The small building was battened behind tall shrubs.

Of course, “battened” got circled—how well I remember pleading with my professor that it was, indeed, the word I wanted. But “batten” commonly means to thrive, feed glutinously, or fatten. So my remonstrance only produced in kindly Dr. Rob a furrowed brow and a slow shaking of his graying head. From sailing with Dad, I actually knew battens as slats of wood that stiffen sails. Somewhere in my fevered twenty-year-old brain, I must’ve recalled another nautical usage, to fasten tightly—as in “Batten down the hatches, matey!”—which challenged my supposed readers with a huge metaphorical leap involving shrubbery. My imprecision suggests how the wooly self and its damp associations might have clasped hands with sober craft. If I’d bothered to open a dictionary or thesaurus, to look up “batten” and read its actual meanings, to probe my notion, I might have tried this odd metaphor on Dr. Rob:

The small building seemed fastened in place by tall shrubs.

Or an even grander rhapsody:

Marooned in a campus backwater, the low building was encircled by overgrown shrubs that lapped at its eaves.

Overblown, yes, though better than hoping to awe readers with a confounding usage error. Anyway, the lowly structure was where my interview subject only worked and possessed scant relevance. The whole debacle was probably stoked by an impulse to conjure Duck Valley.


During nights that first fall away, I worked on an epic poem, “Clouds Like Blue Pancakes,” about a southern backwoodsman named Silas Tidewater. While hunting raccoons one black night, he pokes out an eye on a dead branch, stumbles into an abandoned cow dip, breaks a leg, and drowns. The next day, a pregnant unwed girl—whom I based on Lena Grove in Faulkner’s Light in August—boards a Greyhound bus. She’s bearing the world’s new Messiah, maybe, and she appears without apparent link to Silas Tidewater. Amid “sun-heated grass rippling” and “rusty children’s swing sets glazed with dew,” my plot relied on vague implication. But some cosmic equation was, apparently, at least to me, being revealed. The poem ended, “Big changes coming.”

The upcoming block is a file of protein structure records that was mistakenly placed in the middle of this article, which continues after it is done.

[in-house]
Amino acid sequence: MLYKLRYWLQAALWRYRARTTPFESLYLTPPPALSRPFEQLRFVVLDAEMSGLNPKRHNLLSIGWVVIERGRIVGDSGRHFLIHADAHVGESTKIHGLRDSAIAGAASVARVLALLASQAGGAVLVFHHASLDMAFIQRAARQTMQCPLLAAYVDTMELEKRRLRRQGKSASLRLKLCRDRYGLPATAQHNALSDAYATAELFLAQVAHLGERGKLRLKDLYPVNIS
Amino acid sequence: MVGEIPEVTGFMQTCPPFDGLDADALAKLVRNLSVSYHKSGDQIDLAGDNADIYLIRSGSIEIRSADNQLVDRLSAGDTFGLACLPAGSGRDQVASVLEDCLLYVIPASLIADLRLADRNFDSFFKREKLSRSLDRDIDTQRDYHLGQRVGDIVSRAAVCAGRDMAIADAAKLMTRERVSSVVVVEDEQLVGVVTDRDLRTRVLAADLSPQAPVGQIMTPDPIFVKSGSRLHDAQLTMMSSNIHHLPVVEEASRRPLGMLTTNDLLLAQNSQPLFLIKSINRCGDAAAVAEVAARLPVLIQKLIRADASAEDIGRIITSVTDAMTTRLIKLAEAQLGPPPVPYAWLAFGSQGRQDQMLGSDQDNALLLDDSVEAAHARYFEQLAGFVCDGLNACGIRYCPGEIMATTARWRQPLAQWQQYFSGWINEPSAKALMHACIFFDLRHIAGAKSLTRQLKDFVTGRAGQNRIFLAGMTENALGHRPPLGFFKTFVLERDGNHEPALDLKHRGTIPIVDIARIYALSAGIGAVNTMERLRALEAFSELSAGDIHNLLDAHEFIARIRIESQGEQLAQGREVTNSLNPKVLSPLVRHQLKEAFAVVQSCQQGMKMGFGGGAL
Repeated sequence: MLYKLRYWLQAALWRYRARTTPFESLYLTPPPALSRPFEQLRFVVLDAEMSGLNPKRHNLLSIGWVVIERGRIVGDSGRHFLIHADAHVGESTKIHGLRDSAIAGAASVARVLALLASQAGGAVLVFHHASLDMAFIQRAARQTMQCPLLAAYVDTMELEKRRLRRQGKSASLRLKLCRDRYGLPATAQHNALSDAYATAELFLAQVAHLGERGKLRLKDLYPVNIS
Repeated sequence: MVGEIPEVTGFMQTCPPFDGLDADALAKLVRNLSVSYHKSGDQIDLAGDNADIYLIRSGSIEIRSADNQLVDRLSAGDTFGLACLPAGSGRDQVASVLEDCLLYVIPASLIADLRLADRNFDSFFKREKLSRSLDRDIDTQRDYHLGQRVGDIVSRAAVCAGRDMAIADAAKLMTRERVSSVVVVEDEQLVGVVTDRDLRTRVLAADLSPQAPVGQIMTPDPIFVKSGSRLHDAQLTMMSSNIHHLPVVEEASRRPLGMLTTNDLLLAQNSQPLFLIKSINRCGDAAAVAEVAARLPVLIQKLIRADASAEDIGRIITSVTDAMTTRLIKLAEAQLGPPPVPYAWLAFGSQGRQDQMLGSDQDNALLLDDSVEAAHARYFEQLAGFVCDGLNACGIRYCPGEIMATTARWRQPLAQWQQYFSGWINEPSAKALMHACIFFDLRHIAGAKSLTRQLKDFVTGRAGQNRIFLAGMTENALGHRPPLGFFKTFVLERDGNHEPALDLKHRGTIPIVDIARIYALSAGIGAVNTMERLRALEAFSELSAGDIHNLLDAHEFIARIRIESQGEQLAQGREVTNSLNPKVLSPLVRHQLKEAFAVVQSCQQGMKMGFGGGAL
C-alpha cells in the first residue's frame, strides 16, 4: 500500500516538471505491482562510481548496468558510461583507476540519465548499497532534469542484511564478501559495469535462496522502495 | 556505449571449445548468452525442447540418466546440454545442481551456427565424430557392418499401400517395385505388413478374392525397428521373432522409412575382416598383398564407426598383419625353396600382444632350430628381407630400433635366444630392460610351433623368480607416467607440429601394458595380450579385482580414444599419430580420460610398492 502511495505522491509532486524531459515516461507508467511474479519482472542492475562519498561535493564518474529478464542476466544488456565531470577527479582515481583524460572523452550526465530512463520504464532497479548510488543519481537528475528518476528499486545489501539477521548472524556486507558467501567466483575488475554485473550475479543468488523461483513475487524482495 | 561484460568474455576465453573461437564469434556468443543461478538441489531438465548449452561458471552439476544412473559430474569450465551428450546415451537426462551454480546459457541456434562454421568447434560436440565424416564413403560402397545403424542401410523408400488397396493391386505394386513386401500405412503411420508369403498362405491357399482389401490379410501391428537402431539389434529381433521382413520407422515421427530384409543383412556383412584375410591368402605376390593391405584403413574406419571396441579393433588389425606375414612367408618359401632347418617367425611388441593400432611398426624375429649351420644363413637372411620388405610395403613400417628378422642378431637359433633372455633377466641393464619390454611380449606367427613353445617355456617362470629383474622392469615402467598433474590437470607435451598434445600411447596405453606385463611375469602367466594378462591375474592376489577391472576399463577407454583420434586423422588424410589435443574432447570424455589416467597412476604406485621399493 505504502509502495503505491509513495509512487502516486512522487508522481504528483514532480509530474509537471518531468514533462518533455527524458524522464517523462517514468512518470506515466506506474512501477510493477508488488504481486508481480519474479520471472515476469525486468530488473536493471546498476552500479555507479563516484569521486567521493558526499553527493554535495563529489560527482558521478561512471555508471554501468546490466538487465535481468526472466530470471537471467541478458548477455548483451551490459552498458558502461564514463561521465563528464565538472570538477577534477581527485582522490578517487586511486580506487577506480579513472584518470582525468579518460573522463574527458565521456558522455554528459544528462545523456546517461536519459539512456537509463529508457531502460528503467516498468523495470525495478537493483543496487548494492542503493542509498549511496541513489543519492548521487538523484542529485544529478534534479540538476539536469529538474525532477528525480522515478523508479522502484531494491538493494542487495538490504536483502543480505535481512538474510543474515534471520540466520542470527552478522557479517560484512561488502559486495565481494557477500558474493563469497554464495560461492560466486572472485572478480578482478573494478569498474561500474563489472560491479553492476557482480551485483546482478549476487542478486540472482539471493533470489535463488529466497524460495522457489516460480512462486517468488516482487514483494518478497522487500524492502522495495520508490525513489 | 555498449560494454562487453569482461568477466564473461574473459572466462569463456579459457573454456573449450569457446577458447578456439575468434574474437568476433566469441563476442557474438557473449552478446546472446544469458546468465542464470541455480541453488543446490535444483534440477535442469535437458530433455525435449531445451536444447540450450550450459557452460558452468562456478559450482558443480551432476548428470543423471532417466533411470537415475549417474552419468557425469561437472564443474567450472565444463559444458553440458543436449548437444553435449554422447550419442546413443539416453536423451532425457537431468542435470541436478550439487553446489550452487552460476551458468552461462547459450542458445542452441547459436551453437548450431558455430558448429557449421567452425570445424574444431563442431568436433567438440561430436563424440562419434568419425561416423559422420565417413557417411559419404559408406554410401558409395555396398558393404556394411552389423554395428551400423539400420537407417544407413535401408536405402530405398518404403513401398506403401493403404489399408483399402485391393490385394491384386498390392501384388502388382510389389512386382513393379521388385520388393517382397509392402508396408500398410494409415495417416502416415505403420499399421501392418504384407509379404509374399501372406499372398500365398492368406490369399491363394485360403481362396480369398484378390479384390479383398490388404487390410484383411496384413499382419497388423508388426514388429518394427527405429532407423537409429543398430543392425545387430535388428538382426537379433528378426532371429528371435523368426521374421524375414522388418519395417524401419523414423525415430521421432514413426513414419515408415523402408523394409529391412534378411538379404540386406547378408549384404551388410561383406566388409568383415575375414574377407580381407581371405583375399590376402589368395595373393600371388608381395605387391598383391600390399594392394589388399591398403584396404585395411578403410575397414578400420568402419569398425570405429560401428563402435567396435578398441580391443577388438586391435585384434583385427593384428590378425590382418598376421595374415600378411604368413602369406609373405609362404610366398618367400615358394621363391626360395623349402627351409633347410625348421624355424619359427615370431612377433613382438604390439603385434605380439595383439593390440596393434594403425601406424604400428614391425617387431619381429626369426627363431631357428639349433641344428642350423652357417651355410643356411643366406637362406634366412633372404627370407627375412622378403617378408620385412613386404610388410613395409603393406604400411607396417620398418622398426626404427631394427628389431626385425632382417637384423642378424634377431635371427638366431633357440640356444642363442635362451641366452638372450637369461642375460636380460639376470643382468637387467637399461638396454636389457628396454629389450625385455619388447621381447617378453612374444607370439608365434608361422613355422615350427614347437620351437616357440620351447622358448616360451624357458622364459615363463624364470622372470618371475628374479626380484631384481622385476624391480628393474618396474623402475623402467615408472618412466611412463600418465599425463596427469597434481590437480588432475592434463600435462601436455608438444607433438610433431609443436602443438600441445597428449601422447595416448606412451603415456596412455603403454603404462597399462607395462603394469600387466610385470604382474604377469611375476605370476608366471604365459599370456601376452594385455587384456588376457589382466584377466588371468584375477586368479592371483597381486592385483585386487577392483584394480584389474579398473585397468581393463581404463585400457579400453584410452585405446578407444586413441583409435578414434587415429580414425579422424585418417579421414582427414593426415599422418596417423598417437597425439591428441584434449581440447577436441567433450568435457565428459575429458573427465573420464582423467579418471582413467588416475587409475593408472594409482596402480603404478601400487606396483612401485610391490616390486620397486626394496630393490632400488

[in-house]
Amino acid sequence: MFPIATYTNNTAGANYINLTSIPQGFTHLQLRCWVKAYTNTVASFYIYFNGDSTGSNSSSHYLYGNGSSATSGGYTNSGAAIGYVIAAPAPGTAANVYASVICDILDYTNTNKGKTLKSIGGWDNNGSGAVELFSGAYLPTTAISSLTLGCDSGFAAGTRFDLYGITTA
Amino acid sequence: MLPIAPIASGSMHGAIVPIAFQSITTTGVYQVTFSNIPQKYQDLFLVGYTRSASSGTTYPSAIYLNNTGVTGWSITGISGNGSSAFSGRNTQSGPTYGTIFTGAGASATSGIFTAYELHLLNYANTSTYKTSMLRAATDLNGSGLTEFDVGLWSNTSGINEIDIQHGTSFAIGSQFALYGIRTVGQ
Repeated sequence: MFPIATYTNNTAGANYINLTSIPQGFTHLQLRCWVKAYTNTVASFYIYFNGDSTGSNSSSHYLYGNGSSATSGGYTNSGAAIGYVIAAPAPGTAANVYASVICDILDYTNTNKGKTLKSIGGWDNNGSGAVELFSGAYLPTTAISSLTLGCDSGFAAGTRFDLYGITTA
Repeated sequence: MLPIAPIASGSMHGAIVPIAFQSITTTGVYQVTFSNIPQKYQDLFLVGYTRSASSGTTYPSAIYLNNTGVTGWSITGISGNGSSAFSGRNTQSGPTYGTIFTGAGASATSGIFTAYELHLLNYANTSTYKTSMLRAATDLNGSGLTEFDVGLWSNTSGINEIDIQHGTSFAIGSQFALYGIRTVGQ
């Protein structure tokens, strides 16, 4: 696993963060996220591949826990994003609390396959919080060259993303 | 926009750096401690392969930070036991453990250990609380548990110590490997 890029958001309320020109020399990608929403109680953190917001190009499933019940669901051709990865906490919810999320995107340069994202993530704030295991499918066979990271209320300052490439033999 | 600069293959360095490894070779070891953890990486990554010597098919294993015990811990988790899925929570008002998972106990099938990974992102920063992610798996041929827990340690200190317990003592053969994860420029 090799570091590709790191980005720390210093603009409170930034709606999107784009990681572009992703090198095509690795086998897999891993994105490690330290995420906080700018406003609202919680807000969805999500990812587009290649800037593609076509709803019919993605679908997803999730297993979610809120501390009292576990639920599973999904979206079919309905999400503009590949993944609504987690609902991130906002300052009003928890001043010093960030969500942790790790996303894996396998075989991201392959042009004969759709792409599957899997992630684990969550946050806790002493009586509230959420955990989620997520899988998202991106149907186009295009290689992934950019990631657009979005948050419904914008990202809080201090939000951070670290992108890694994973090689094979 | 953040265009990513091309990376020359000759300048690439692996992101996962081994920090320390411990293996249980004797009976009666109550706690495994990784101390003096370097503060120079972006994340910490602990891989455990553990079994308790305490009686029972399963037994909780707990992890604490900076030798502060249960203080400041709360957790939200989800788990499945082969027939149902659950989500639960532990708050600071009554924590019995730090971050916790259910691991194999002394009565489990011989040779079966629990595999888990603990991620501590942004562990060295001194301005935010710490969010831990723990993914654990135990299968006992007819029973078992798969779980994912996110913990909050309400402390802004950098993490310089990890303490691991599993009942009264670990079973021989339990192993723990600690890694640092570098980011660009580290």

Next I tried to write a short story about Joe. How he was a throwback to vanishing southern virtues, how his farm was a time capsule of old Florida. How all summer the balmy evening air at Duck Valley carried a honeyed infusion of citrus blossoms. How the lavish sunsets out there stranded bruised-blue clouds in a sky swirling with neon yellow, orange, red. How the sandy farmyard glowed like a moon-smoothed river in the night.

I missed Joe. The relevance of yearning for my latest father-figure, however, was lost in the murk of my general angst. I might have applied here one of my favorite Hemingway principles: the need to build a pedestal is more significant than whom you place atop it. Joe had taken time for me. Shortly after I first started helping him, we’d gotten talking one night and were still in the farmyard at 11 o’clock, leaning against his car, when Dad pulled in with one of my brothers, looking for me. Meeting Joe had been a dream come true—he had animals: dogs, poultry, pigs; he had a farm—but Duck Valley had begun to seem unreal, like one of my boyhood fantasies of reclaiming our Georgia farm.

In my story, Joe crooned his love for his land and fowl as he carried a feed bucket, attended by his sensitive apprentice, who carried an unnamed burden. Somehow I worked in gone-to-hell gardens full of collards and beans. Though the story oozed setting, nothing happened in it.